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ROVer Robot: Programming for Semi-Autonomous Operation. Building Logic for Future Capabilities

It’s a big programming episode today. If ROVer is to be autonomous, even semi-autonomous, he needs a big upgrade to his code/logic to support that, and that’s what we’re giving him today.

It started with a big upgrade to his Relay Manager – the board through which we run various wires from other boards so that we can programmatically turn on and off various components within ROVer’s design to conserve power. This now also gives us the ability to evaluate what is on and off at any give time while previously, with the simpler implementation that I had, it was a bit of a flying-blind situation.

Next, we tackle the task of making Programs, sets of commands, dynamic rather than hard-coded within ROVer’s Command Center programming. This became necessary as it the next step, programming for Events & Actions, would use the same type of dynamic creation and editing so we might as well get 2 birds with one proverbial stone, as it were.

Finally, we get to what we’re after, creating the logic that will permit us to create “rules” around which ROVer will operate based on events that he logs with the web server (aka Cloud / Command Center). Using the same programming that we built for handling his Programs, we devise a way to establish dynamic sets of commands that correspond to events, such as encountering an obstacle, for example.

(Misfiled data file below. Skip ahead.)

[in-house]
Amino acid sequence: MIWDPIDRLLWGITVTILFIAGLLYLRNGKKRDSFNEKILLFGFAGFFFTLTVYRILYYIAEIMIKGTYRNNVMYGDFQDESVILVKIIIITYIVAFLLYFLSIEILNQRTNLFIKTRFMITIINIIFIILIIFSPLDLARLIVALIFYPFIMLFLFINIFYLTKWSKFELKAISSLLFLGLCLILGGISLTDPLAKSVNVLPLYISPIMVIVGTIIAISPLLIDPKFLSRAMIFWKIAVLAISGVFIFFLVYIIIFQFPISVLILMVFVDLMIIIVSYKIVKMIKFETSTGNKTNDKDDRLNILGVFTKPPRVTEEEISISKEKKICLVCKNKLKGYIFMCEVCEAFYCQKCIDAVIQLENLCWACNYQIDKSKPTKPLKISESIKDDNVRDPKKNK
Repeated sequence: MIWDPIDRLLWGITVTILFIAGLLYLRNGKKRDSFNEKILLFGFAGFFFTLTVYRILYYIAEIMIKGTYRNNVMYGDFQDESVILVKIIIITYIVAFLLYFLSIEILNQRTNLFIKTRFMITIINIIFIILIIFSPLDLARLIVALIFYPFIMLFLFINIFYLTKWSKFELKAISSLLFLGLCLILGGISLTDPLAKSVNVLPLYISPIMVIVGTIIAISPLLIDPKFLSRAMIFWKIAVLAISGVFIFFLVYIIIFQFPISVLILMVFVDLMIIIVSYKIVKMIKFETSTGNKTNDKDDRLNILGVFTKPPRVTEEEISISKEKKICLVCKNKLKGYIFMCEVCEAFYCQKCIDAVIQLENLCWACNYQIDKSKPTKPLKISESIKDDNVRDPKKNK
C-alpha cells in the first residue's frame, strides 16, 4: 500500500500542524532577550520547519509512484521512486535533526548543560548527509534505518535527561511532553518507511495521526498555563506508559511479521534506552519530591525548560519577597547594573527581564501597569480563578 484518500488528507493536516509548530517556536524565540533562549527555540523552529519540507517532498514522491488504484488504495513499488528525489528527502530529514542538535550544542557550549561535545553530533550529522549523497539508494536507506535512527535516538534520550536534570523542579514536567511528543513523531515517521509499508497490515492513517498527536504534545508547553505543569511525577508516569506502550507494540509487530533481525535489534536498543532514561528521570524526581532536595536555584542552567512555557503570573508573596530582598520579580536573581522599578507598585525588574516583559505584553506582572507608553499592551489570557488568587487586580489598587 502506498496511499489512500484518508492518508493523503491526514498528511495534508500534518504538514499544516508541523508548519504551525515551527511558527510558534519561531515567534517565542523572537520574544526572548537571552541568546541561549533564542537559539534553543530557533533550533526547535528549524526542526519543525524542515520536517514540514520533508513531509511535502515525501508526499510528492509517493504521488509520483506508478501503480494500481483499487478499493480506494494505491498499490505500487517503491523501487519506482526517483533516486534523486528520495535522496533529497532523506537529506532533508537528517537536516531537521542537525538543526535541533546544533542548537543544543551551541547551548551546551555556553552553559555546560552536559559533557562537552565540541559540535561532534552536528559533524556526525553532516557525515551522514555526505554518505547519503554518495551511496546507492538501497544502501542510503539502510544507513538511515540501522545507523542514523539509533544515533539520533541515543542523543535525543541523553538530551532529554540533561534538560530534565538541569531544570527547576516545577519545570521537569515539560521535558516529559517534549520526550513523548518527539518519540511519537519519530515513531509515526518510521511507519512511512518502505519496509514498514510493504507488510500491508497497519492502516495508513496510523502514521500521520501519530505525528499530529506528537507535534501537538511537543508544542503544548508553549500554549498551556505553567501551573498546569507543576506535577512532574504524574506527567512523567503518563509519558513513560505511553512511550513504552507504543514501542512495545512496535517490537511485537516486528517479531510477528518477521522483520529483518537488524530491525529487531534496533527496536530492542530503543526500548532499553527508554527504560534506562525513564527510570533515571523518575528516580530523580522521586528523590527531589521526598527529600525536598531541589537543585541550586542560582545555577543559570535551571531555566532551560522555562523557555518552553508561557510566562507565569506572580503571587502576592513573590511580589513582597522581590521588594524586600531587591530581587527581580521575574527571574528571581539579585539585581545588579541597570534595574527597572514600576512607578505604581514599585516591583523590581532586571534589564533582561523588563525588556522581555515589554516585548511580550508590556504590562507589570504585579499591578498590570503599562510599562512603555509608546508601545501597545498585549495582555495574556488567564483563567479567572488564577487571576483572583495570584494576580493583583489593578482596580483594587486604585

Reference for Programmatically Restarting ROVer’s Android App (Brain):

http://stackoverflow.com/questions/6609414/how-to-programatically-restart-android-app

Reference for ROVer’s Relay Manager & Arduino Sketch:

https://whatjaysaid.wordpress.com/2014/10/13/arduino-bit-shifting-from-an-array/

// For Relay Management
const int latchPin = 4;
const int clockPin = 7;
const int dataPin = 5;

boolean sendCommands = false;

int relays[8] = {0,0,0,0,0,0,0,0};

void setup() //initializing serial communication baud rate

{

  flipRelays(relays);
  
  //For Relays
  pinMode(latchPin, OUTPUT);
  pinMode(dataPin, OUTPUT);  
  pinMode(clockPin, OUTPUT);


   Serial.begin(9600); //sets the baud rate at 9600 to match the one set on the SSC-32 board
}

void loop() 

{

  char cmd = Serial.read();
  if (cmd >= '0' && cmd <= '7') {
    
    Serial.print("command sent: ");
    Serial.println(cmd);
    
    if(cmd == '0') {
      relays[0] = 1;
    } else if(cmd == '1') {
      relays[1] = 1;
    } else if(cmd == '2') {
      relays[2] = 1;
    } else if(cmd == '3') {
      relays[3] = 1;
    } else if(cmd == '4') {
      relays[4] = 1;
    } else if(cmd == '5') {
      relays[5] = 1;
    } else {
      relays[0] = 0;
    }

    flipRelays(relays);
  }

}

void flipRelays(int data[])
{
  long int toSend = 0;
 
  for(int i=15; i>=0; i--)
  {
    toSend |= data[i];
    if(i > 0)
    {
      toSend <<= 1;
    }
  }
  digitalWrite(latchPin, LOW);
  shiftOut(dataPin, clockPin, MSBFIRST, (toSend >> 8));
  shiftOut(dataPin, clockPin, MSBFIRST, toSend);
  digitalWrite(latchPin, HIGH);
  return;
}

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